Title: Bad Jobs and Bullshit: It’s Unlikely that We will be Missed
Published by: The Geeky Press
Editors: Brad King, Amber Peckham, Jessica Dyer
Length: 145 pages
Kindle price: $2.99
Reviewed by: Ellen Birkett Morris
When your own bad jobs have included student loan collections and working retail at a store called “A Taste of Kentucky,” it’s nearly impossible to bypass a book titled Bad Jobs and Bullshit: It’s Unlikely That We Will Be Missed. The anthology contains fiction, nonfiction and poetry centered on the indignities of life working for the man. The pieces don’t shy away from the scatological, the maddening and the unjust. They detail crazy bosses, hard, dirty work, demanding customers and outrageous dress codes. Some pieces are sad and others funny.
One of my favorite stories was Vickie Fang’s Getting Fired from the Assembly Line, which uses a sexual encounter as the spark for a flashback where a visiting Chinese American businessman gets a female assembly line worker fired, but not before she stands up to her domineering bosses.
The two become a couple. The relationship is complex. Fang writes: You can pretend almost anything in the bedroom. Even that you’re back in the factory again, and that a man you’ve never seen before has found out what you’ve done. If you are unhappy enough you want to pretend that he still looks at you the way he did the first time and that all the years of silence and disappointment that followed that day were nothing but one long string of misunderstandings.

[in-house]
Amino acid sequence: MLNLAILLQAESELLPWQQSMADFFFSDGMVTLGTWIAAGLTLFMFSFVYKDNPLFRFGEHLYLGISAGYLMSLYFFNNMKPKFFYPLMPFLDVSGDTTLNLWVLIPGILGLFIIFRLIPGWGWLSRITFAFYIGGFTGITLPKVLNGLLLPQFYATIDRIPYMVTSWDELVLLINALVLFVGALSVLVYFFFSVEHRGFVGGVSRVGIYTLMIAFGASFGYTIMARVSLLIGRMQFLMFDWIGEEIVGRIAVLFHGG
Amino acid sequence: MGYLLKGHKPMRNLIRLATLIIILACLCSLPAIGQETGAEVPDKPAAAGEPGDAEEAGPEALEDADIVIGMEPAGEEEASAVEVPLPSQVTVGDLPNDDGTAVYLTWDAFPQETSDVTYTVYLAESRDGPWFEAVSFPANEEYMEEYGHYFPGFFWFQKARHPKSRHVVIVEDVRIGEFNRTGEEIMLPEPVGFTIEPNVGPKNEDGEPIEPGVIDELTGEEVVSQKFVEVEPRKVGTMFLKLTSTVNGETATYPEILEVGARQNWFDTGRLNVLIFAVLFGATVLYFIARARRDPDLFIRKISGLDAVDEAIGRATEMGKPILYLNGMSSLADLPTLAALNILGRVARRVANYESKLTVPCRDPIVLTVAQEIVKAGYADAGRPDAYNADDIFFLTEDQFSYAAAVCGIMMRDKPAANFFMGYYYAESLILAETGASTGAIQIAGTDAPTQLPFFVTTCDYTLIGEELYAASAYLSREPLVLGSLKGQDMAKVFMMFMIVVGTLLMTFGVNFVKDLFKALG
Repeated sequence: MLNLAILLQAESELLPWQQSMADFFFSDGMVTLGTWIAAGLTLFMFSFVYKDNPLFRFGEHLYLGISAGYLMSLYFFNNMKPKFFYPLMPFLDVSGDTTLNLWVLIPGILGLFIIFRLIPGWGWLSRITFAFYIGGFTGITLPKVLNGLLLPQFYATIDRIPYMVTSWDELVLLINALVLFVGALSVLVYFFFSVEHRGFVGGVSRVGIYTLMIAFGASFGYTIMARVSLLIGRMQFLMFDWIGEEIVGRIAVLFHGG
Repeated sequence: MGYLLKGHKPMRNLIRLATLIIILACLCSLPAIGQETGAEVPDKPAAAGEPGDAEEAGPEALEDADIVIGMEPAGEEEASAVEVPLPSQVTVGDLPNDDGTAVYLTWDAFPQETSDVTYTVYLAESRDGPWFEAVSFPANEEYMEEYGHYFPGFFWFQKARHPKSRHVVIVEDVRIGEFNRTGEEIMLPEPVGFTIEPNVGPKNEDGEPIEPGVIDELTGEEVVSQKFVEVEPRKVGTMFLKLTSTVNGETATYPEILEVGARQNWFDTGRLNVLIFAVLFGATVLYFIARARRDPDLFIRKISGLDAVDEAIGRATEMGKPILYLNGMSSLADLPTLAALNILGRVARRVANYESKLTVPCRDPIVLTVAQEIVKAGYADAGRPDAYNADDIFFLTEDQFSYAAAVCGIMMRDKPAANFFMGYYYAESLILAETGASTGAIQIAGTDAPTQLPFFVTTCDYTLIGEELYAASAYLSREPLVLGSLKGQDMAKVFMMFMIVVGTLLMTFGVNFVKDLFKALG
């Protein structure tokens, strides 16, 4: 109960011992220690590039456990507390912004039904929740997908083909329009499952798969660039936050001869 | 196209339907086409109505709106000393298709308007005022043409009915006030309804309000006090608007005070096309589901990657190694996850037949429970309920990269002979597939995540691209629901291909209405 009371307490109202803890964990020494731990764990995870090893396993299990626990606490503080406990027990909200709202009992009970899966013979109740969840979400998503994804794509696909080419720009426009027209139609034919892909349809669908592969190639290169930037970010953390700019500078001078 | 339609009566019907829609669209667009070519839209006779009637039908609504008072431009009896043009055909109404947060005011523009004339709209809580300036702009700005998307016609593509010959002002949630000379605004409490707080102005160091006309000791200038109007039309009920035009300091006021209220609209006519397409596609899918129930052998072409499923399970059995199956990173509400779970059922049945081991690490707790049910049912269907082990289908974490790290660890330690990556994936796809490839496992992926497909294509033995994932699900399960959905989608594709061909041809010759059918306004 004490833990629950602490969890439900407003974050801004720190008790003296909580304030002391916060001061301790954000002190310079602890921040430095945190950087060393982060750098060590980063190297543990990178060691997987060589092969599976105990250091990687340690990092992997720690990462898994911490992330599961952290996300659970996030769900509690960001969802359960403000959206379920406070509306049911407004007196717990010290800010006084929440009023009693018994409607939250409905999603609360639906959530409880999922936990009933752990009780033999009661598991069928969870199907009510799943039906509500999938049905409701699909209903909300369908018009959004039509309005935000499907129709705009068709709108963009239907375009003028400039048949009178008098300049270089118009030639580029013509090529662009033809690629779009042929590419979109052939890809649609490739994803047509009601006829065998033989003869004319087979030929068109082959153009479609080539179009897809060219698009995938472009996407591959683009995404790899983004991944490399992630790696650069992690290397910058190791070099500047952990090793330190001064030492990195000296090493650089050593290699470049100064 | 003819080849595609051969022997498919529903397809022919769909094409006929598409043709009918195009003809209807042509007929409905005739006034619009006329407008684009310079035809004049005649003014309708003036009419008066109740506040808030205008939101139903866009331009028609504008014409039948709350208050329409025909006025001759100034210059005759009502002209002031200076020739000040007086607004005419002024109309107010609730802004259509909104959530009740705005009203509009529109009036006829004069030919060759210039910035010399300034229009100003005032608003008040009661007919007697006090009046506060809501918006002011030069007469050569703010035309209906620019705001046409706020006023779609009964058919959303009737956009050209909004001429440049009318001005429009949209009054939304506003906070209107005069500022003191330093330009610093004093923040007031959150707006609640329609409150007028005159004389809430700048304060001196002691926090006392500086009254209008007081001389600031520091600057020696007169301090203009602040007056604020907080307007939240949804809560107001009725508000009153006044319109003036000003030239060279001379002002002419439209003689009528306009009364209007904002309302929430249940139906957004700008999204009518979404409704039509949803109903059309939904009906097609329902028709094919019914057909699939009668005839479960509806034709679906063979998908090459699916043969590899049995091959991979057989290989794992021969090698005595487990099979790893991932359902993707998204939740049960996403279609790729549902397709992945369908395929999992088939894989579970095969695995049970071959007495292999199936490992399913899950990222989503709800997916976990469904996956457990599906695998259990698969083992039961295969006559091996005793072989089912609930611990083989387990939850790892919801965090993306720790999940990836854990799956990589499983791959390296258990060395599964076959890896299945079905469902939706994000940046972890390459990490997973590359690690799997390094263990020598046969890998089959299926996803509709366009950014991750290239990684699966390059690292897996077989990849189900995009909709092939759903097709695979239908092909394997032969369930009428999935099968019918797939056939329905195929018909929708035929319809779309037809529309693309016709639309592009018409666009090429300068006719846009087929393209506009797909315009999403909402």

In the nonfiction section of the anthology, Prodigal Reminder by James Figy tells the story of trying to breaking away from his father’s remodeling business only to be drawn back in by circumstance.
Figy writes: Making a clean cut is rough. You look at the board sawn in two and see divots where you cut too far over the pencil line, edges where you didn’t cut enough. Usually, leaving the board a little off works best. “That’s why they call it rough framing,” dad says. To make a clean cut, you’ll run the saw through once or twice. But always, when you do, you cleave more from both boards than you planned.
The poetry section includes both prose poems and verse including this clever stanza from Cat Conway’s poem Pillow Dictionary:
Let’s crawl inside.
I’ll draw the curtains of meshed paper clips
and by the light of our mobile phones we’ll
read passages from our favourite style guides:
Chicago Manual for me, Hart’s Rules for you.
Most readers will find there is something familiar in the work. It brought back my own memories of jobs long gone from which I am sure I’m not missed.
Ellen Birkett Morris’ book reviews have appeared in Ploughshares, Prairie Schooner, Minneapolis Star Tribune, The Courier-Journal, and Best New Fiction.